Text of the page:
Promoting A Culture of Openness

Synchronicity? I’m not really sure. I wanted to talk about the importance of promoting a culture of openness and guess what I read on Dave’s Scripting News this morning. A lengthy post about how his interaction (or lack thereof) with companies who are not promoting openness (but instead the typical old business approach of control and exclusivity) left him feeling detached from those companies and not really wanting to have a relationship with them or share anything with them again. Who were these companies? One was Microsoft (which probably won’t suprise a lot of people) and the other was Google (which probably will surprise some people).

All I can say is that obviously a change of culture is occurring at Google. The small personable culture that everyone assumed they had is slowly disappearing and being replaced by that familiar old business culture that we’ve seen in other larger corporations. The following quote taken from their website is proof enough of this change (although I’m wondering how Danny Sullivan got it because Google has an Iron Curtain around their Zeitgeist Conference site and you can only get in with a password).

All speeches and discussions at Zeitgeist are off the record. To ensure that our presenters and attendees can speak openly, no press coverage or blogging is permitted.

The hilarious thing about this quote is that it sounds like they are trying to promote openness (i.e. "ensure that our presenters and attendees can speak openly") when in fact they are promoting control, closure, and exclusivity as Dave mentioned. I mean what is so open about, what sounds like, a bunch of fearful zealots huddling within a fortress speaking in secret so that no one can attack them (and question their motives in the press or in the blogosphere). Or are you trying to tell me that when these presenters speak on the record they are not speaking openly and truthfully about things because they can’t? Either way you word this, it just leaves a bad taste in your mouth and doesn’t make you want to trust these people very much or have a relationship with them.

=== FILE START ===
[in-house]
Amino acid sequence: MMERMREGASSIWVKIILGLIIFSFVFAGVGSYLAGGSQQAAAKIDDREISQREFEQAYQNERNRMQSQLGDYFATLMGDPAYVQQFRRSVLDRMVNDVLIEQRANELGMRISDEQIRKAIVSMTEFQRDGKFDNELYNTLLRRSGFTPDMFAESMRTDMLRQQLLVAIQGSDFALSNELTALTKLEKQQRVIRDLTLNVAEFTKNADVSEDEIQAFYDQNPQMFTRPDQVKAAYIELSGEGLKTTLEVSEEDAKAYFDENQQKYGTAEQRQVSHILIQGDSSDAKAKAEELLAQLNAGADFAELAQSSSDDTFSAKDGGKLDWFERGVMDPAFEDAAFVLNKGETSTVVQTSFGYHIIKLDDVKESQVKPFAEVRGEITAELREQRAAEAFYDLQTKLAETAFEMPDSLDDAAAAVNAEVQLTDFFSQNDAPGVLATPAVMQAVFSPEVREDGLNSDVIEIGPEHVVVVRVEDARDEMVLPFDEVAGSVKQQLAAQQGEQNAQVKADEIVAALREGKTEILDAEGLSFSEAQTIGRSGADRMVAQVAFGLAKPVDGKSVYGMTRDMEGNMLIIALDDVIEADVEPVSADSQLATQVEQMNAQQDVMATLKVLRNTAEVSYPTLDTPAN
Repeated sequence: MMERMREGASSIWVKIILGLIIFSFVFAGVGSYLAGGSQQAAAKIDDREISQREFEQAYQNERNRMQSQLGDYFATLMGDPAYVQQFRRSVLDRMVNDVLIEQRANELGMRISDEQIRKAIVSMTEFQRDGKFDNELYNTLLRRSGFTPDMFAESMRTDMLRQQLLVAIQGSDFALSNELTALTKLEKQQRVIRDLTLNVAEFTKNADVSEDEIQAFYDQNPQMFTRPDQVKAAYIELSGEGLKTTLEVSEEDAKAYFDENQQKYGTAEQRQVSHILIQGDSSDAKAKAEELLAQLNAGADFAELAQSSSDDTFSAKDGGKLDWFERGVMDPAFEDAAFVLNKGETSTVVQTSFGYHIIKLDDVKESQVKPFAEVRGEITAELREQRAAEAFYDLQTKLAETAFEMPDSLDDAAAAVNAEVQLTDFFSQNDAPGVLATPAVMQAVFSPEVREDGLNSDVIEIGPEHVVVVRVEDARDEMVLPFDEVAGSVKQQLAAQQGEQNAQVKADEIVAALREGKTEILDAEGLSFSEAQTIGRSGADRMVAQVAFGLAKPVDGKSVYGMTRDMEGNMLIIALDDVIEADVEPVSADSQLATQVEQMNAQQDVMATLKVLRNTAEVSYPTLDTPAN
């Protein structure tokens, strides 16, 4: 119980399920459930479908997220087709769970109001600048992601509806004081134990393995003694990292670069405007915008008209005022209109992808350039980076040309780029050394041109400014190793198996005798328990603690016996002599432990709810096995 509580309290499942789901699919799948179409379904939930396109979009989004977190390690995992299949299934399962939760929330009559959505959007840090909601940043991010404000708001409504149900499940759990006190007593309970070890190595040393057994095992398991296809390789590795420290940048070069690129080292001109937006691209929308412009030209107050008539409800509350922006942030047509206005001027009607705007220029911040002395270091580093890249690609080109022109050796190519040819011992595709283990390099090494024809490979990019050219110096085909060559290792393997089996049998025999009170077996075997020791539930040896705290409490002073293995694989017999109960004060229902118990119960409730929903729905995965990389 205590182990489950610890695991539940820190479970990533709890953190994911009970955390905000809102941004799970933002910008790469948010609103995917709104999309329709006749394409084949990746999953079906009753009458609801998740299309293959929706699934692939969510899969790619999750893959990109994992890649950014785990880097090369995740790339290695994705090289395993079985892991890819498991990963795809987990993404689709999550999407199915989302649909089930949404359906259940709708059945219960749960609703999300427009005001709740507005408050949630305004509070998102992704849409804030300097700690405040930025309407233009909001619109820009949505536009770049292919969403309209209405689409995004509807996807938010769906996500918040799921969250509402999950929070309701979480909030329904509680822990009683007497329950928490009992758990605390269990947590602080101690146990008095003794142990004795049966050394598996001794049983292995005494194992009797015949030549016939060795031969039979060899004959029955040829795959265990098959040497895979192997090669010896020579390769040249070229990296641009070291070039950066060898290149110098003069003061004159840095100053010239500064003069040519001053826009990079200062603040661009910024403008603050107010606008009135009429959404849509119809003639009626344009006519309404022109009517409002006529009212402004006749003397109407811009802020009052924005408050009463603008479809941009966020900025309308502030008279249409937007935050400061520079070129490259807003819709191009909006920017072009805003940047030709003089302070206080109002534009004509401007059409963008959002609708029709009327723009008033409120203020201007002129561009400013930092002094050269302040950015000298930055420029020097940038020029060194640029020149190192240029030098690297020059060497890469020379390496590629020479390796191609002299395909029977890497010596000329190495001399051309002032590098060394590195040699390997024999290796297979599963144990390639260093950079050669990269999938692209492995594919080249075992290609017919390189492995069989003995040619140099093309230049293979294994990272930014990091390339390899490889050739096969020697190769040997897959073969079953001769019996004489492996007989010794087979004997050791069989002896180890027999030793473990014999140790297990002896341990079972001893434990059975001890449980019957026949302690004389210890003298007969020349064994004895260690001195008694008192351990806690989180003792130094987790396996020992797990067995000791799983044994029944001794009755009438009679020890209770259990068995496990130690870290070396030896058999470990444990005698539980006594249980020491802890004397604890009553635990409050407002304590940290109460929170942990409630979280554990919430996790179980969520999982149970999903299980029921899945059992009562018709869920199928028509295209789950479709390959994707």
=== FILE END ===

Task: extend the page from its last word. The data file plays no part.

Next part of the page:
Businesses need to start waking up and realizing that every action they do (and don’t do) defines their culture. That culture they are defining is in turn influencing and affecting others who come in contact with it. If that culture counteracts the culture that others are trying to promote with their own actions then those people will not want to interact with you because they won’t want to interact with the culture that you are promoting. In a nutshell, you can talk all you want about how great a culture your company has but those interacting with you will define that culture by your actions not words.

For example, by relaying most of my thoughts on this site (even the ones I’m not sure about) anyone can take them and build off of them. Potentially this allows groups of people to collaborate and collectively solve problems or discover solutions which may not have been possible before with just one person. By sharing my thoughts and by being open with them, I’m giving them out in the hopes that we can all become stronger through our shared knowledge.

Of course my focus is on creating a better world, not making craploads of money. Therein lies the problem I think. When people start talking money, that’s when the walls are built, fear starts to spread, and people start whispering their ideas behind closed doors. That’s when the old culture of business begins to clamp down on things. When you talk about changing the world though, borders are broken, hope is spread, and people start shouting their ideas from their rooftops to as many people as they can reach.

We need to promote this open culture because it is the culture that every good relationship is built upon. It is the culture of the world.